Defending your business against an outbreak of the Ebola virus might seem like an unlikely scenario, but that's exactly what happened to the founders of clothing company Uniform.
Appearing on Sunday's episode of Shark Tank, Uniform co-founders Chid Liberty and Adam Butlein also founded Liberty & Justice, a New York City-based textile company that bills itself as the first Fair Trade-certified apparel-manufacturing company in Africa. The business was generating $40 million in annual sales when, in 2014, the Ebola virus outbreak struck West Africa, killing more than 11,000 people and forcing the company to cease operations for more than a year.
"We went from figuring out how quickly we would grow to how to save all of our workers' lives," Liberty told the Sharks.
After the health crisis ended in 2016, the co-founders were left with hundreds of thousands of dollars in clothing fabric. They decided to make school uniforms with the leftover inventory--since many parents in Africa can't afford uniforms for their children--and launched Uniform. The company makes clothing with a minimalist aesthetic, ranging from T-shirts and oxford shirts to bomber jackets and jumpsuits, and donates one school uniform for every item sold.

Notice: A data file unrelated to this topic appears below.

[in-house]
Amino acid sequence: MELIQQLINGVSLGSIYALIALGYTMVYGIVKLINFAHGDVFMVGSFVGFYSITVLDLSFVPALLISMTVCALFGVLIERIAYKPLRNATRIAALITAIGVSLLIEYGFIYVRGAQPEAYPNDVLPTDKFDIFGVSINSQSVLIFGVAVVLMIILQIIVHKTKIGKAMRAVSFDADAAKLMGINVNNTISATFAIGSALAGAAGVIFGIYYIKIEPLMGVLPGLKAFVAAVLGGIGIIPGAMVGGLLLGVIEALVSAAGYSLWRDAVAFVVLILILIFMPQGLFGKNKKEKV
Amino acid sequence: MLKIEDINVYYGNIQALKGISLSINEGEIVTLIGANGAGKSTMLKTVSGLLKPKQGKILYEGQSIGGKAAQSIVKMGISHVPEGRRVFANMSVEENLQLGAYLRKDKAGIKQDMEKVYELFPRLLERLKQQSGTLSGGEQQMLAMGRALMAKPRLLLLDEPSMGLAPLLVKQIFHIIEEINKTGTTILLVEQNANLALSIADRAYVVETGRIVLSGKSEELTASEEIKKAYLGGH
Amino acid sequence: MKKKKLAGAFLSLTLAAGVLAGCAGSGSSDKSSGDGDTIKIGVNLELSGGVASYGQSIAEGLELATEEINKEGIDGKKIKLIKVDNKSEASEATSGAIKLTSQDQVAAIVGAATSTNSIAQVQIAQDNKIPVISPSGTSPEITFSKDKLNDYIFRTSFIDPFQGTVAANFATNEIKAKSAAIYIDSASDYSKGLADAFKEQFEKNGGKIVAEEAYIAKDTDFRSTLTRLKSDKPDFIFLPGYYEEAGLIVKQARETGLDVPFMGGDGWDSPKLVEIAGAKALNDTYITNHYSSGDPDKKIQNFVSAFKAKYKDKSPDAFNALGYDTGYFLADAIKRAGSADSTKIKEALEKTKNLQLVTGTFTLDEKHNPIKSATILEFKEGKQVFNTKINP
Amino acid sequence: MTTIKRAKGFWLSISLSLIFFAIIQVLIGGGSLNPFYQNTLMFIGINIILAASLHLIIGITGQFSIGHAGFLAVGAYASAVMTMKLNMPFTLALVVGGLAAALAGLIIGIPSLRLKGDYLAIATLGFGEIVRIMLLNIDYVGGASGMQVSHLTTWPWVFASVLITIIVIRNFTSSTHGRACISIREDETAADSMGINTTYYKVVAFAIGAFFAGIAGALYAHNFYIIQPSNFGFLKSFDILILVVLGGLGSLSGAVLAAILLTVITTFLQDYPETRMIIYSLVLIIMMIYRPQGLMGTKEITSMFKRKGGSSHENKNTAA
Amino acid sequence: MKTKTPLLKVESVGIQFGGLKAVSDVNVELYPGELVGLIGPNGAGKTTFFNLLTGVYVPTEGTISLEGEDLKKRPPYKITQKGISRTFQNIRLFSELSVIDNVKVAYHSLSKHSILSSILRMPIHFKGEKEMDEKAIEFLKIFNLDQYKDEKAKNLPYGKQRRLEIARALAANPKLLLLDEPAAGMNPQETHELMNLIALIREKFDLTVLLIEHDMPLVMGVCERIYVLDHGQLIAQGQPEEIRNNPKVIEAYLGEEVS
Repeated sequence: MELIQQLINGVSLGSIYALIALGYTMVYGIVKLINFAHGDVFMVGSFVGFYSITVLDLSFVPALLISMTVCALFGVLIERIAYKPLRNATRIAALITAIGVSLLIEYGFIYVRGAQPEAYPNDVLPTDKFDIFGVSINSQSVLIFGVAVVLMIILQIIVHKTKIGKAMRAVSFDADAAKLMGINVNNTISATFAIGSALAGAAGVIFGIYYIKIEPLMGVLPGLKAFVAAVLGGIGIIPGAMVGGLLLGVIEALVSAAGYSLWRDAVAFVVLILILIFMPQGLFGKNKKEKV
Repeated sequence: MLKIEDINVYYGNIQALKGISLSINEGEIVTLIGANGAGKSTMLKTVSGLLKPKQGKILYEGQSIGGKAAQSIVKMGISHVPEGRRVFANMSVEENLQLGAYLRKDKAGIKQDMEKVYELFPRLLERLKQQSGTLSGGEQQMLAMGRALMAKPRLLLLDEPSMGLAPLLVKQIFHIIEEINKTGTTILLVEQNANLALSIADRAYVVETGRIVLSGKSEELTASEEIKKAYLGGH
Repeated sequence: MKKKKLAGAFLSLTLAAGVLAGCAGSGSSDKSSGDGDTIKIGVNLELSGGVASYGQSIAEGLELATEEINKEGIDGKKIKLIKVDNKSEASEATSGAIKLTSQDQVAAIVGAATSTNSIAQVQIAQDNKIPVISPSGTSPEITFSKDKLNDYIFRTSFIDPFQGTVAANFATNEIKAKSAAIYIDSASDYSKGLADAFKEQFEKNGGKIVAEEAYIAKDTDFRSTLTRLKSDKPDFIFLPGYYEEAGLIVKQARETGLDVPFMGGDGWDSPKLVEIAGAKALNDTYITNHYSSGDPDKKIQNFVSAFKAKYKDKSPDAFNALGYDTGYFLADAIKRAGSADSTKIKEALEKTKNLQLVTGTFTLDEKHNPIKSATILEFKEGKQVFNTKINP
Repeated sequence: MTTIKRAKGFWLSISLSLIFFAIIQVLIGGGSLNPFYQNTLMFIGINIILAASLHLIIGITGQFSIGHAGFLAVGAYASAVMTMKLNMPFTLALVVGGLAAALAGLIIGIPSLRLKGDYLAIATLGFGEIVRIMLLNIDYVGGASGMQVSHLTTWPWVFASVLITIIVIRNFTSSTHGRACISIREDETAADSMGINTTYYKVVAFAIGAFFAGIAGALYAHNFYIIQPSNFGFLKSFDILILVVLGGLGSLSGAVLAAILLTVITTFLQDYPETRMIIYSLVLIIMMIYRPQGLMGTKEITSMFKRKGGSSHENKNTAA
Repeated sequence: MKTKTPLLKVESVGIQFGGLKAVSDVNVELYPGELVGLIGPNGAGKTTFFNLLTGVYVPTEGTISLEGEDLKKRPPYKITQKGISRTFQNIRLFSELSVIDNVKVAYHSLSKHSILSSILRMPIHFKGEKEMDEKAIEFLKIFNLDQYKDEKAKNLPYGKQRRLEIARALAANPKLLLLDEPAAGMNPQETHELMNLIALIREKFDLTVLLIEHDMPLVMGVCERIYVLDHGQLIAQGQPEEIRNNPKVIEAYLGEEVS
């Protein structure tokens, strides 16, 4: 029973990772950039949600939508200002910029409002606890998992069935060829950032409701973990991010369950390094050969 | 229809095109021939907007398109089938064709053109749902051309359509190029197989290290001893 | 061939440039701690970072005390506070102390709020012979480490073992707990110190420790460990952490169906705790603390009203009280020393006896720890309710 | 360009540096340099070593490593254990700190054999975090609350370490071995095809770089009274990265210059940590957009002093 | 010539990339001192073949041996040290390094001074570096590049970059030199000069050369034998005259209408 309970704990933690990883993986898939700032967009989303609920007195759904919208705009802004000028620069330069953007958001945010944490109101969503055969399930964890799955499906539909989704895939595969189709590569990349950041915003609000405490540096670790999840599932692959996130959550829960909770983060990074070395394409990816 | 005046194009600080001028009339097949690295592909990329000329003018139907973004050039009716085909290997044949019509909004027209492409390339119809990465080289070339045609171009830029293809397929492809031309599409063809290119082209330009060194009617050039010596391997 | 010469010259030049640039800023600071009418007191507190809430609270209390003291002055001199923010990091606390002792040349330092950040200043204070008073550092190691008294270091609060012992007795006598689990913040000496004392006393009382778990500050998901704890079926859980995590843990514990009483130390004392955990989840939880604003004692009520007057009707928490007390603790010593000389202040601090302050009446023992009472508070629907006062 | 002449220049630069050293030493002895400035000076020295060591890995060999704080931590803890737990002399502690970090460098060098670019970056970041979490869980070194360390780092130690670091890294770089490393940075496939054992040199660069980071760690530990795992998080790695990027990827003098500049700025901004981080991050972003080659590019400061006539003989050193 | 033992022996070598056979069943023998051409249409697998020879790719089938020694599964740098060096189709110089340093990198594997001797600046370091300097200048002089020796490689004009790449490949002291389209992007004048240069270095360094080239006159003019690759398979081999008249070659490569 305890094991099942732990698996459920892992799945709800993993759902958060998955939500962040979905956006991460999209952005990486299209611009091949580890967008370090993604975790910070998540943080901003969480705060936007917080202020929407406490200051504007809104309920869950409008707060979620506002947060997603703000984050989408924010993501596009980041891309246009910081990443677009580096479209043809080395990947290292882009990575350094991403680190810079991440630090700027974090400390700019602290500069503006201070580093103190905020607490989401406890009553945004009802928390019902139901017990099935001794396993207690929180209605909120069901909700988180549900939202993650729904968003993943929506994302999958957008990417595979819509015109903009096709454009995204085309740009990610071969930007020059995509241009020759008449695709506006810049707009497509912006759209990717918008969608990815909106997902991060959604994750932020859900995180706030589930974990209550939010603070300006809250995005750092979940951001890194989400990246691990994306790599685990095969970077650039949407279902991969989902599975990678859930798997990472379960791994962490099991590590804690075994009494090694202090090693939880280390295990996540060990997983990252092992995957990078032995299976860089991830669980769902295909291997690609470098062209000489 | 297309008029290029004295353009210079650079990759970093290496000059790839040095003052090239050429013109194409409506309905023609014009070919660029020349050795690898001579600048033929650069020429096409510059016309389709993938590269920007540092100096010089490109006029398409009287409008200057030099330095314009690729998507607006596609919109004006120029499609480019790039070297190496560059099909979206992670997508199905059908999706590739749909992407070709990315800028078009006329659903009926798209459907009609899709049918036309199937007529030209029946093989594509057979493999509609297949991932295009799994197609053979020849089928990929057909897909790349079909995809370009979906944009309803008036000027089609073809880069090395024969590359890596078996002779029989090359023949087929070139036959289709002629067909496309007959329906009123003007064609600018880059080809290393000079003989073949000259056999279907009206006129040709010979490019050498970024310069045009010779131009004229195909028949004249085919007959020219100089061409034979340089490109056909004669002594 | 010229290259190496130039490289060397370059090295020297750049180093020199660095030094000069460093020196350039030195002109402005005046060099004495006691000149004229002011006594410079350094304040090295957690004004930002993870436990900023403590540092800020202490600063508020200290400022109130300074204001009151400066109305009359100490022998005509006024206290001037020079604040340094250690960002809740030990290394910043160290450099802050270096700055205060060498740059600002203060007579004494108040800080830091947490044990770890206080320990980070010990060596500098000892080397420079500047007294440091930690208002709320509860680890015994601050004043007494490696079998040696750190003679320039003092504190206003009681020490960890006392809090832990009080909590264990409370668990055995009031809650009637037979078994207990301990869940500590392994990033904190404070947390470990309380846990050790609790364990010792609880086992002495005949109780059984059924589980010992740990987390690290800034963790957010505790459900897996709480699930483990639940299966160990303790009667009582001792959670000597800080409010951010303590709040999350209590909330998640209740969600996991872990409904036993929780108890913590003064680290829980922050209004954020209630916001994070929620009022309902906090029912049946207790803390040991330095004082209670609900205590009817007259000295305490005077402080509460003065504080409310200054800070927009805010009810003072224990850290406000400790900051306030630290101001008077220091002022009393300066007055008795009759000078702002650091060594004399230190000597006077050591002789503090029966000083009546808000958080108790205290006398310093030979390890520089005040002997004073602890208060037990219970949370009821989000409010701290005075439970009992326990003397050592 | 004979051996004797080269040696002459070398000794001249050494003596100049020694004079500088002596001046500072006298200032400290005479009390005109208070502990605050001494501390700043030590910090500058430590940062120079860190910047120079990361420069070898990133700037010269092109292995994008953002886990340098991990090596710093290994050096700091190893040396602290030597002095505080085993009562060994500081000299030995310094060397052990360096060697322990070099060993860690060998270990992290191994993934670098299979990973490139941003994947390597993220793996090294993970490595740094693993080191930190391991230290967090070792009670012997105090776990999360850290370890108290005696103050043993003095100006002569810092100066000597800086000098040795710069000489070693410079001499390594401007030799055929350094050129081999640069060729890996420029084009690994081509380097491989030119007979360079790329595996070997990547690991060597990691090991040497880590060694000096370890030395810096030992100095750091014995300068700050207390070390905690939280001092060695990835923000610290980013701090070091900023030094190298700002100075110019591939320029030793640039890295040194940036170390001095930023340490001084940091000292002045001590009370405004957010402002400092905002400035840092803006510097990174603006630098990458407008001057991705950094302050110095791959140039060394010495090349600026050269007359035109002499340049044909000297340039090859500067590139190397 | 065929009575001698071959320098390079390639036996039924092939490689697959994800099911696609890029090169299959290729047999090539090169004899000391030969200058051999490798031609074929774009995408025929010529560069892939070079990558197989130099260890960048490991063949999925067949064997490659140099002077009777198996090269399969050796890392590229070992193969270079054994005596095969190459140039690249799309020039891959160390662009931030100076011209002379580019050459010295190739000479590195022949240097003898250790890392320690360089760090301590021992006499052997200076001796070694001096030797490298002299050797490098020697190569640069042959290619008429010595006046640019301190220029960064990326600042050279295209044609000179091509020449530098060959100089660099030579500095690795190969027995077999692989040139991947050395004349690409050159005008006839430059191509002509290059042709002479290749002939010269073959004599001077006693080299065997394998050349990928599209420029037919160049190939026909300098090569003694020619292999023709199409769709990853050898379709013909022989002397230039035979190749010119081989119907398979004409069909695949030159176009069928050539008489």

Liberty and Butlein went on Shark Tank seeking $300,000 for 10 percent of the company, which is headquartered in New York City but produces garments in Liberia and Ghana, where it employs local women. The founders generated $300,000 in annual sales in 2017, having funded their first production run by raising $400,000 in a crowdfunding campaign in 2015. Uniform sells its products online and at Bloomingdale's and will soon have a children's apparel line at Target, Liberty told the Sharks.
"It looks like in all areas you're covered," Daymond John said. "What do you think we can do for you besides money?"
Liberty and Butlein admitted that they needed a mentor to help them grow, explaining how each of the Sharks could help them achieve that goal. Robert Herjavec, Mark Cuban, Lori Greiner, and guest Shark Bethenny Frankel weren't interested in investing in a clothing company, however.
John, who built the successful streetwear brand FUBU and has invested in clothing-related startups on the show, said he admired their mission and one-for-one business model but was concerned that the founders weren't focused enough on one product. He told them he wasn't interested in investing, but would make himself available should they need a mentor, similar to the way he mentored Shark Tank's Moziah Bridges, the 12-year-old founder of bow tie company Mo's Bows.
Uniform's founders left the tank without a deal, but optimistic about the future of their company.
"When people think about Liberia, they think about the civil war and they think about Ebola," Liberty said. "Now they can talk about Uniform, a business that is literally changing the world."